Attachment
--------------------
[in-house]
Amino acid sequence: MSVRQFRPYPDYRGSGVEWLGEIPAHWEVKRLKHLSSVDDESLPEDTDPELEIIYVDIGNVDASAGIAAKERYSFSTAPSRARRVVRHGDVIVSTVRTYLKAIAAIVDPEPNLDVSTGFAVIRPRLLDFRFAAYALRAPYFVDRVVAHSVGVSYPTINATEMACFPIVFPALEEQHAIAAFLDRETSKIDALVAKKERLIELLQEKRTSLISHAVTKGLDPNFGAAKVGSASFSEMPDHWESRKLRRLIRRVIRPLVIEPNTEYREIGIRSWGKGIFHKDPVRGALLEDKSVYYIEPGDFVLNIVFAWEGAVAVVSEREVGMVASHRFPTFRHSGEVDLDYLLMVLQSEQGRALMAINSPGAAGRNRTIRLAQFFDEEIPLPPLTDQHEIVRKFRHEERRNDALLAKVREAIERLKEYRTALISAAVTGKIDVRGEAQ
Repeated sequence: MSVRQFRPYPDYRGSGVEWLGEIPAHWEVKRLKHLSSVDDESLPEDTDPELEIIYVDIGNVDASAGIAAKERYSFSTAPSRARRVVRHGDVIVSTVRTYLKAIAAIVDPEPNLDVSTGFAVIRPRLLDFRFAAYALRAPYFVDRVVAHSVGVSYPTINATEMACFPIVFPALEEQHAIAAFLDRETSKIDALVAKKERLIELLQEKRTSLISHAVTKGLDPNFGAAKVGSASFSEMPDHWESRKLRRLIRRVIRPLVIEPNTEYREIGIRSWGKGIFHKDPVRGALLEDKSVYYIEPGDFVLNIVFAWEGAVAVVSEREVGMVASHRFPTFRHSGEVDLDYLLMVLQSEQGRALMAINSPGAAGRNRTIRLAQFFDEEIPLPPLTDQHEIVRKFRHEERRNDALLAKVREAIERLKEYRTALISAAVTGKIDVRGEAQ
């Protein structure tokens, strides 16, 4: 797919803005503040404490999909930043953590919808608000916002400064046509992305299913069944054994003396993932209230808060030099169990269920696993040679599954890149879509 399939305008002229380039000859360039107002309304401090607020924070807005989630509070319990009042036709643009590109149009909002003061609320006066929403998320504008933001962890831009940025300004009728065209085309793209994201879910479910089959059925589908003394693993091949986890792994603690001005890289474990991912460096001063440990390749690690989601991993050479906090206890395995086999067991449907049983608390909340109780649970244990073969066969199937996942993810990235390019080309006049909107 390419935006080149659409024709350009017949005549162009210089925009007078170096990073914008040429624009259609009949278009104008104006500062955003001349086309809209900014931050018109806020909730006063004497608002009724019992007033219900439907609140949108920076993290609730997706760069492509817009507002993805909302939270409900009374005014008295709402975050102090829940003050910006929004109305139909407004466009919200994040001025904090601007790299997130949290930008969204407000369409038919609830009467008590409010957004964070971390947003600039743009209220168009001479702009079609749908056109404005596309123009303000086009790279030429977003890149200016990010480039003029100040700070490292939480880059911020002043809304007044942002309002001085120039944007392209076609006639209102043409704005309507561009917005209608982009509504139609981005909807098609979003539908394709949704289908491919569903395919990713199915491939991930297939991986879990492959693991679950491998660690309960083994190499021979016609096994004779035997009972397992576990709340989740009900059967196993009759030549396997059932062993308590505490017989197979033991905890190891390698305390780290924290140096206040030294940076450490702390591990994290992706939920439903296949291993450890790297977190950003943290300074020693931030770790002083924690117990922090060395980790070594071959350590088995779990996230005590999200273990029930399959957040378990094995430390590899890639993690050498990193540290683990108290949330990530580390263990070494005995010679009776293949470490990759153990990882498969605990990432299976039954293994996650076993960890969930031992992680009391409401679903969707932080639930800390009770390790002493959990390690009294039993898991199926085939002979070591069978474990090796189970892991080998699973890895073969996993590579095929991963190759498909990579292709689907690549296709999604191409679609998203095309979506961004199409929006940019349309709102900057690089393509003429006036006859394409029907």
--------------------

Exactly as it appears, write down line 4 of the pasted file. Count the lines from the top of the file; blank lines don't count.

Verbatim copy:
């Protein structure tokens, strides 16, 4: 797919803005503040404490999909930043953590919808608000916002400064046509992305299913069944054994003396993932209230808060030099169990269920696993040679599954890149879509 399939305008002229380039000859360039107002309304401090607020924070807005989630509070319990009042036709643009590109149009909002003061609320006066929403998320504008933001962890831009940025300004009728065209085309793209994201879910479910089959059925589908003394693993091949986890792994603690001005890289474990991912460096001063440990390749690690989601991993050479906090206890395995086999067991449907049983608390909340109780649970244990073969066969199937996942993810990235390019080309006049909107 390419935006080149659409024709350009017949005549162009210089925009007078170096990073914008040429624009259609009949278009104008104006500062955003001349086309809209900014931050018109806020909730006063004497608002009724019992007033219900439907609140949108920076993290609730997706760069492509817009507002993805909302939270409900009374005014008295709402975050102090829940003050910006929004109305139909407004466009919200994040001025904090601007790299997130949290930008969204407000369409038919609830009467008590409010957004964070971390947003600039743009209220168009001479702009079609749908056109404005596309123009303000086009790279030429977003890149200016990010480039003029100040700070490292939480880059911020002043809304007044942002309002001085120039944007392209076609006639209102043409704005309507561009917005209608982009509504139609981005909807098609979003539908394709949704289908491919569903395919990713199915491939991930297939991986879990492959693991679950491998660690309960083994190499021979016609096994004779035997009972397992576990709340989740009900059967196993009759030549396997059932062993308590505490017989197979033991905890190891390698305390780290924290140096206040030294940076450490702390591990994290992706939920439903296949291993450890790297977190950003943290300074020693931030770790002083924690117990922090060395980790070594071959350590088995779990996230005590999200273990029930399959957040378990094995430390590899890639993690050498990193540290683990108290949330990530580390263990070494005995010679009776293949470490990759153990990882498969605990990432299976039954293994996650076993960890969930031992992680009391409401679903969707932080639930800390009770390790002493959990390690009294039993898991199926085939002979070591069978474990090796189970892991080998699973890895073969996993590579095929991963190759498909990579292709689907690549296709999604191409679609998203095309979506961004199409929006940019349309709102900057690089393509003429006036006859394409029907």